posted by Errant at 10:50 AM on November 13, 2013 [10 favorites]


I've had depression my entire life. I have been Not OK more than I've been OK in my life, and I still go through pretty horrifically black, suicidal periods every 9 months or so. Which is a significant improvement, lemme tell you.

So I am one of the people you seem to be trying to talk about, Errant. Chronically, deeply, problematically depressed.

And, with the greatest of respect, I've got to tell you that you're coming off here as a little bit prescriptive about the experience of depression. And I think you're aware that you're universalizing your experience perhaps more than is wise.

There is a ton of writing out there on depression, yes. Frankly, not much of it is all that great, in the same way that not much literature about anything is truly great. And I certainly don't view Allie Brosh as the New Shiny Awesome Person Who Will Bring Light To The Masses.

The deepest root of my admiration for and enthusiasm about Allie Brosh's very public and frank discussion of her depressive experience is that she just seems to be able to talk about depression without making it sound like A Talk About Depression.

When she writes about it, she writes about it like it's a car accident that happened to her. She talks about it like I've heard some trauma survivors talk about their experiences. "Here is a thing that is kind of fucked up, and here's how it felt to me".

It's just...different to my ear, and I can't pinpoint why. But Allie Brosh's voice is one that I find it very easy to listen to, as a lifelong depressive, and that's not something I can say about very much of the literature about depression.

Please don't appoint yourself as the spokesperson for or defender of the depressed: as someone who's earned his stripes in that regard, I don't particularly appreciate it.
posted by scrump at 11:05 AM on November 13, 2013 [7 favorites]


Oh gosh, I thought that was a great interview! And I agree with heyho's comment, above:
Listening to the interview, I assumed Terry Gross also suffers/suffered from depression.

As someone who's done some drawing and some ideation, I was pretty much listening to this like a tween lying prone on a bedspread, chin in fists, legs up in the air, all, "OH BOY, I HOPE SHE TALKS ABOUT HER IDEATING AND WHAT KIND OF PEN SHE USES"

Anyway, I liked this interview much more than I was expecting to. Thanks for posting it!
posted by Greg Nog at 11:11 AM on November 13, 2013 [1 favorite]


Please don't appoint yourself as the spokesperson for or defender of the depressed: as someone who's earned his stripes in that regard, I don't particularly appreciate it.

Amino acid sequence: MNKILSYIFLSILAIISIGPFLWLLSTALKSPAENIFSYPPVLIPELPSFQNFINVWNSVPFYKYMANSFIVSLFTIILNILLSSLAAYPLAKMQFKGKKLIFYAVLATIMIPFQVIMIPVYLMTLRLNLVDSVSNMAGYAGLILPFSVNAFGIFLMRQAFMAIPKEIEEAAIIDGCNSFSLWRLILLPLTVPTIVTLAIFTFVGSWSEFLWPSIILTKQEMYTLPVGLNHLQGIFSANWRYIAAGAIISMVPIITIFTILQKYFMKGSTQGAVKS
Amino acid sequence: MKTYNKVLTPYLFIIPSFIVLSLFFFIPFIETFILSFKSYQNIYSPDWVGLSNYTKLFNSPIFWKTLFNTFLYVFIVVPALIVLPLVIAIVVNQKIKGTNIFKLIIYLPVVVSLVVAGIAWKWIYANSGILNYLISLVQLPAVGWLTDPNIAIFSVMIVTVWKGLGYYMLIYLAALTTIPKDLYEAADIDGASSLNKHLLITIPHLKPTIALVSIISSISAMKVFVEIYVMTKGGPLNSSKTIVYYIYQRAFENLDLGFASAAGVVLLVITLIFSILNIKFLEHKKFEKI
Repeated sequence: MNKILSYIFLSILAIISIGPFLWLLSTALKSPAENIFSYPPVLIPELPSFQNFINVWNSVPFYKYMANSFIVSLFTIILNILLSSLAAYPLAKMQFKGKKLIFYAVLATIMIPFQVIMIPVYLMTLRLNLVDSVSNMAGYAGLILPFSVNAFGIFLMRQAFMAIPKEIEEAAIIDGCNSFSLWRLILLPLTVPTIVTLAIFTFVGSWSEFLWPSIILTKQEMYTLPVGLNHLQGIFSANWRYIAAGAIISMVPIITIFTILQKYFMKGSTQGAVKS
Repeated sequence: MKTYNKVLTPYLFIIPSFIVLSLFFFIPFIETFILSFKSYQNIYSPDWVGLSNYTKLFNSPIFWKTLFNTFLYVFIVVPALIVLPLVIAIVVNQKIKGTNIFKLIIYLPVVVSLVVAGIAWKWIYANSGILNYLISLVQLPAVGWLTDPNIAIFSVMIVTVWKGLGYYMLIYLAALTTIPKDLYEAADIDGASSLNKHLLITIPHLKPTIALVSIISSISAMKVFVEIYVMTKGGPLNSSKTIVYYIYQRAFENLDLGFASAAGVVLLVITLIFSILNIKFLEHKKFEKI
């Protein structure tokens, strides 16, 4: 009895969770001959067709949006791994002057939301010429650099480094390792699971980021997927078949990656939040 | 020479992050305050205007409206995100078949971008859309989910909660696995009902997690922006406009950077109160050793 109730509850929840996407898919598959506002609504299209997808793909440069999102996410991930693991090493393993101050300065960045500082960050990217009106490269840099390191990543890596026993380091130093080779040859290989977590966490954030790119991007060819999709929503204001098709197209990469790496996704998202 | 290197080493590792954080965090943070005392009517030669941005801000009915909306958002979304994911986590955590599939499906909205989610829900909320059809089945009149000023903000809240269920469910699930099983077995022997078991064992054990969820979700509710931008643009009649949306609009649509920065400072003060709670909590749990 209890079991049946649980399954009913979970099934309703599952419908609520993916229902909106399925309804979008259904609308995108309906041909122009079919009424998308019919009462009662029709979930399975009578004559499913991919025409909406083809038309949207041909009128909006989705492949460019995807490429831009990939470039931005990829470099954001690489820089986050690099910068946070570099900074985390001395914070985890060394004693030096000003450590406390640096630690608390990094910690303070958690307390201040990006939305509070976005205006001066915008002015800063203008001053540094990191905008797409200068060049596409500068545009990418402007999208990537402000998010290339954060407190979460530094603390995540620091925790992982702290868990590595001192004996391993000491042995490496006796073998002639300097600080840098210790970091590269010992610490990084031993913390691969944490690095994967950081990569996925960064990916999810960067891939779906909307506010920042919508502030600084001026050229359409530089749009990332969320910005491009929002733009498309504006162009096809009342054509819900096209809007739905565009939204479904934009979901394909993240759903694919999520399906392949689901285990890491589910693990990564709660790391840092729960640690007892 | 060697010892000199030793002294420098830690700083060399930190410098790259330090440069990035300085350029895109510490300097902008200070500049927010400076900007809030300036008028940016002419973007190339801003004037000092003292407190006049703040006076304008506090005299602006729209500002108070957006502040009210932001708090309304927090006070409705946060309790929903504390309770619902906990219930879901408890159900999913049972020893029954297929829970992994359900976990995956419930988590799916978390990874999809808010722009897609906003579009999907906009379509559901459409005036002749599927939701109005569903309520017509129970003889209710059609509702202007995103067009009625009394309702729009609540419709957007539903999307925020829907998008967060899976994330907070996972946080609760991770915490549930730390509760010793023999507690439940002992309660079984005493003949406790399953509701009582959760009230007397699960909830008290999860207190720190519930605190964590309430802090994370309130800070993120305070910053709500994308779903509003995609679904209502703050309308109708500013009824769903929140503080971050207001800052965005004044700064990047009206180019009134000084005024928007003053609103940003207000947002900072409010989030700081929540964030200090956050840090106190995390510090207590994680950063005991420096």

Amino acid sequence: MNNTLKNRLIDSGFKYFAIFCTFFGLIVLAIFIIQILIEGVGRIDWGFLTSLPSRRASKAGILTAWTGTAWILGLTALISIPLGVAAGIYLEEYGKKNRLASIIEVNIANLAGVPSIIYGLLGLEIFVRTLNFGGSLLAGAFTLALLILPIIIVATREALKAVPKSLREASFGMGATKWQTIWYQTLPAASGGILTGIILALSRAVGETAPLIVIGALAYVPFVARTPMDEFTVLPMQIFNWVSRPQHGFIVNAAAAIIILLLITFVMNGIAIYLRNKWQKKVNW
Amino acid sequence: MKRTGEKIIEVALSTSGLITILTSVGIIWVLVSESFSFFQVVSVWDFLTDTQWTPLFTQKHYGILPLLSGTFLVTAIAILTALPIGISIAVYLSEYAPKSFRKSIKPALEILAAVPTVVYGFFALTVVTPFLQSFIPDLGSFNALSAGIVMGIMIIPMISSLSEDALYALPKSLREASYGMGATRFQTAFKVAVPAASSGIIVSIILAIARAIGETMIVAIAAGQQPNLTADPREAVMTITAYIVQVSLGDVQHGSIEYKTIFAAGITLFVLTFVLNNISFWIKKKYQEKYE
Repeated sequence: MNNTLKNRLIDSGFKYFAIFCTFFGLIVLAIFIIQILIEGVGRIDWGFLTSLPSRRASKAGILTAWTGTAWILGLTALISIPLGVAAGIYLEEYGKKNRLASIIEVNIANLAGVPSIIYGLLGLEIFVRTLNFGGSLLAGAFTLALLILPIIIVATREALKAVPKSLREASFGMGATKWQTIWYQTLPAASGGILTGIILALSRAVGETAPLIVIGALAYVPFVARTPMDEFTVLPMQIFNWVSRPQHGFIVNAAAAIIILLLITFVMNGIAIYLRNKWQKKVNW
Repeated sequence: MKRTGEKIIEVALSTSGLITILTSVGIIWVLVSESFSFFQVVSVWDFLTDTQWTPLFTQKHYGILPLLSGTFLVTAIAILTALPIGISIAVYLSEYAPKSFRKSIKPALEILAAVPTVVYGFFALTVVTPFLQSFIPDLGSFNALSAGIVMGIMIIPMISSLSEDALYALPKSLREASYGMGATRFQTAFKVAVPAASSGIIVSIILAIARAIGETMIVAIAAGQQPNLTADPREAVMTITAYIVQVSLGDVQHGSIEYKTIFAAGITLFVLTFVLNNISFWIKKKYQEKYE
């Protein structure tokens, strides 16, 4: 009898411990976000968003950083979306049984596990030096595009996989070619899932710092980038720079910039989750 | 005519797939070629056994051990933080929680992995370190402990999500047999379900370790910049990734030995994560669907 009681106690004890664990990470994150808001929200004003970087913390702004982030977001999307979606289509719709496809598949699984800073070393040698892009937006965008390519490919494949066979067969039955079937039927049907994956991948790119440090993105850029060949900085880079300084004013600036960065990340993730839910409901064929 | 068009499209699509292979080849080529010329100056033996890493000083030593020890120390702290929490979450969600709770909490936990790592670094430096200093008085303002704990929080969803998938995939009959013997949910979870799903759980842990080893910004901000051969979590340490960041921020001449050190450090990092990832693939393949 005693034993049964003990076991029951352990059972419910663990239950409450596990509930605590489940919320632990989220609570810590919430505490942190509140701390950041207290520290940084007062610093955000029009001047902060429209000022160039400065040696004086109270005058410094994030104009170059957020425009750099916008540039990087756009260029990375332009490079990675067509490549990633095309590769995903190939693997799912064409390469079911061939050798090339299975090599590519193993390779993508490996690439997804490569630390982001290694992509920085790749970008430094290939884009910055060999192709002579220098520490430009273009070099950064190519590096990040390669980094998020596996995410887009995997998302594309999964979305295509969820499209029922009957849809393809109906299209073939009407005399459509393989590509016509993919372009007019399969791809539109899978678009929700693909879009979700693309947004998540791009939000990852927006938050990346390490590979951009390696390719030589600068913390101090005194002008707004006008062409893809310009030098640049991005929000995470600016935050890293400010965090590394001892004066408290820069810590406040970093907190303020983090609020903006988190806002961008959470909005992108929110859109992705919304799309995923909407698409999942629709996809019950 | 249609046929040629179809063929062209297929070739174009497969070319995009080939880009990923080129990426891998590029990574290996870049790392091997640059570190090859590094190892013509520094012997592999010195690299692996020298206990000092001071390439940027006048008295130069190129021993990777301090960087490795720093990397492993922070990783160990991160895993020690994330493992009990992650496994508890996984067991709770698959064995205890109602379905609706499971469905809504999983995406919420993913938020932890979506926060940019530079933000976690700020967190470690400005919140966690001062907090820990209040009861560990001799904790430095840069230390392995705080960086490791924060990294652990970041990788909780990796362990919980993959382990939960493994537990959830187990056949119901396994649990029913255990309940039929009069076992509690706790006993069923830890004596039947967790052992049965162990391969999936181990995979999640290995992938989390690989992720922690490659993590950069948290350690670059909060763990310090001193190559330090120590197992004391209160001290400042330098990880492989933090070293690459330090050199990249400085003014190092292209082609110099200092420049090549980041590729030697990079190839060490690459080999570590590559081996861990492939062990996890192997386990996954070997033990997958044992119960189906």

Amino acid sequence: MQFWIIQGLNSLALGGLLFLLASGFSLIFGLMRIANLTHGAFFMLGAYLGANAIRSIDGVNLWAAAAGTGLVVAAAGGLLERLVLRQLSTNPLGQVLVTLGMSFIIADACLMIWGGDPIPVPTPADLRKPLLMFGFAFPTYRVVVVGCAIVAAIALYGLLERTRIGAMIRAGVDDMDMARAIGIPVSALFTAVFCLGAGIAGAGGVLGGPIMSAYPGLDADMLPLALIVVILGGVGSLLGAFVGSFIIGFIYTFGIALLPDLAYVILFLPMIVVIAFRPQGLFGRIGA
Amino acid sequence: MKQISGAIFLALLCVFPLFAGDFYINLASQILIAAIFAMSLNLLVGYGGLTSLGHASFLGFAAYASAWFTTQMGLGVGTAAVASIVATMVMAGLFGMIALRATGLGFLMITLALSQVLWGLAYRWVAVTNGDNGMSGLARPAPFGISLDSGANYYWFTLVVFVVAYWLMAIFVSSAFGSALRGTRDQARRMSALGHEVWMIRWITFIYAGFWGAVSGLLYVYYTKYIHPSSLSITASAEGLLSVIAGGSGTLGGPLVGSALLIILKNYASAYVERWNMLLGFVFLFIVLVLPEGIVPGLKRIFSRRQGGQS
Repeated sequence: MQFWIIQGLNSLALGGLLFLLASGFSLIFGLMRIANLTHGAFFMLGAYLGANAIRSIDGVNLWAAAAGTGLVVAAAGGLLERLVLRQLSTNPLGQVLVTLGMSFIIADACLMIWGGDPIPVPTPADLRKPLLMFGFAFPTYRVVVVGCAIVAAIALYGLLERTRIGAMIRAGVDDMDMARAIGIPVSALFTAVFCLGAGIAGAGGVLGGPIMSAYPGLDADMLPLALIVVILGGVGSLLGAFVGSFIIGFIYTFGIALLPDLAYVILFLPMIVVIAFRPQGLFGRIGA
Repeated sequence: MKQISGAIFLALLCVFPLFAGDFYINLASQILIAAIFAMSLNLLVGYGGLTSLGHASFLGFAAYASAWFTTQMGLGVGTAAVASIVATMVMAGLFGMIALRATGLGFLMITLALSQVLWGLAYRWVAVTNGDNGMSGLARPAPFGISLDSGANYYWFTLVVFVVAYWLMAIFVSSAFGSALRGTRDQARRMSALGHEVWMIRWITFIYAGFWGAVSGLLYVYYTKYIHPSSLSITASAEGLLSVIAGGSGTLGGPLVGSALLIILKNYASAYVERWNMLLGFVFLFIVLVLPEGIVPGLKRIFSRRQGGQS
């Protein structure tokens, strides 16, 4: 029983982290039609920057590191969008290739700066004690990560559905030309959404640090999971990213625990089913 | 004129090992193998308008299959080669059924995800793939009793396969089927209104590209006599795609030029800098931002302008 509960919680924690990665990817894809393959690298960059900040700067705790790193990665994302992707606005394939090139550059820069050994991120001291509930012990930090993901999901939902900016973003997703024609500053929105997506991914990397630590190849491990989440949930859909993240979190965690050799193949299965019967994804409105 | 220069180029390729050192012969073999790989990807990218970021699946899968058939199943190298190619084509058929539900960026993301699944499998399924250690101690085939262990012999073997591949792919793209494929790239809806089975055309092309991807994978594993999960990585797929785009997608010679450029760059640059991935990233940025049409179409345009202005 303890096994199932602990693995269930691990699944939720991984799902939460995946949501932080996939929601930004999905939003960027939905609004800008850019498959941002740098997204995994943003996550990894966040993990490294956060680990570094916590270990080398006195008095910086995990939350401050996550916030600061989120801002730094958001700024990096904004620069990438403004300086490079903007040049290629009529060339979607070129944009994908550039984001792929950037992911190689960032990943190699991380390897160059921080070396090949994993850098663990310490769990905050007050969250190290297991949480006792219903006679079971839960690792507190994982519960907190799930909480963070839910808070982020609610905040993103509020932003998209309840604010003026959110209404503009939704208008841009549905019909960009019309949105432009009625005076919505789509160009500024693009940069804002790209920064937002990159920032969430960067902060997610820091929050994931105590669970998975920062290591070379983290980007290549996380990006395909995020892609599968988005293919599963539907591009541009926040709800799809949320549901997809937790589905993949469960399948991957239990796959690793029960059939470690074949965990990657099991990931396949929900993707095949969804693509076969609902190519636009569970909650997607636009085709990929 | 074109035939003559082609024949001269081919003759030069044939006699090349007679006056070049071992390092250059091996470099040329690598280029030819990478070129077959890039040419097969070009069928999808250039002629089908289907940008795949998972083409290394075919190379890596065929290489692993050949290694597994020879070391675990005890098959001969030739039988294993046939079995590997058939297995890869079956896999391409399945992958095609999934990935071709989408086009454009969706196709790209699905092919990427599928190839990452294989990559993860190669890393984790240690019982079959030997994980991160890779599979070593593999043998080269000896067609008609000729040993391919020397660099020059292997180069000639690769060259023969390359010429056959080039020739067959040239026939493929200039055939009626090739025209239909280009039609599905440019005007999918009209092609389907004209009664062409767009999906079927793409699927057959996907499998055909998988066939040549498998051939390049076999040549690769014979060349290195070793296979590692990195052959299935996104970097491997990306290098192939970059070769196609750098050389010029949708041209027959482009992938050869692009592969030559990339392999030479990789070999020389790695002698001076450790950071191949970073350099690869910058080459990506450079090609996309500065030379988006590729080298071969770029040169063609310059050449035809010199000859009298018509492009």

He did no such thing. He spoke up so people who don't feel as much of a connection to her work as you and many people do know they're not alone, know there isn't something wrong with them. As MeghanC said,

"There's a frame in one of her depression posts where someone is shouting happy words at her--happiness and hope and love, or something like that--and her response is basically like what the hell, are you trying to make me feel shitty? And that's kind of how the depression comics, and the internet's wild and enthusiastic love for them, have made me feel."

If you "earned your stripes in that regard", maybe you have an idea what that feels like. Or at least you could hold off on the totally unnecessary jibe at someone who's clearly earning those fucking stripes you are talking about.
posted by catchingsignals at 11:34 AM on November 13, 2013 [4 favorites]


If you go through every HAAH thread about this, you will find a small minority expressing the feelings and thoughts I'm describing. I'm not coming out of nowhere or arbitrarily deciding that my version is the more important or more universal one. I really wasn't planning on saying anything at all. But the thread was starting to make me feel really bad, so I did say something about that, because maybe it was making other people feel bad too. If it wasn't, fine, I'm still just describing me.

I have said, over and over, that I'm super happy that people are responding so well to what she's saying. I have not, at any point, said that she wasn't depressed or that people aren't right to like her stuff. I've said that I like her stuff. I'm not sure how much more clear I could possibly be about that. I happen to know from experience that some people have similar reactions to mine about the furor around new Allie Brosh depression work, and that there was a decent likelihood that the same feelings expressed in previous threads about this specific topic were still present.